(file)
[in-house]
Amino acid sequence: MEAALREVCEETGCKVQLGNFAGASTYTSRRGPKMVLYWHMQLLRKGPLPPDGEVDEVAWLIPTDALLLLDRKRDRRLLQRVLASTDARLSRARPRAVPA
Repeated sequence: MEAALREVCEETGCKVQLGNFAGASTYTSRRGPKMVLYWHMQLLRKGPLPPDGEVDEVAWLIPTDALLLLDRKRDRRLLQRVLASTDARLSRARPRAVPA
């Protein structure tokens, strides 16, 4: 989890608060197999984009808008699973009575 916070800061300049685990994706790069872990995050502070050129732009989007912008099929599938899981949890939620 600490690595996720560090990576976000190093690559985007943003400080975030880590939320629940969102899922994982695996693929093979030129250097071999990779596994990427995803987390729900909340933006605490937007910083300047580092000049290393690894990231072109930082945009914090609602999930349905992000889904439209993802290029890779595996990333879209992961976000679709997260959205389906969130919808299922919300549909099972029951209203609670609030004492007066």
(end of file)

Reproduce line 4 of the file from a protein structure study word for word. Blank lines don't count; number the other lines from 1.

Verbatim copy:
């Protein structure tokens, strides 16, 4: 989890608060197999984009808008699973009575 916070800061300049685990994706790069872990995050502070050129732009989007912008099929599938899981949890939620 600490690595996720560090990576976000190093690559985007943003400080975030880590939320629940969102899922994982695996693929093979030129250097071999990779596994990427995803987390729900909340933006605490937007910083300047580092000049290393690894990231072109930082945009914090609602999930349905992000889904439209993802290029890779595996990333879209992961976000679709997260959205389906969130919808299922919300549909099972029951209203609670609030004492007066």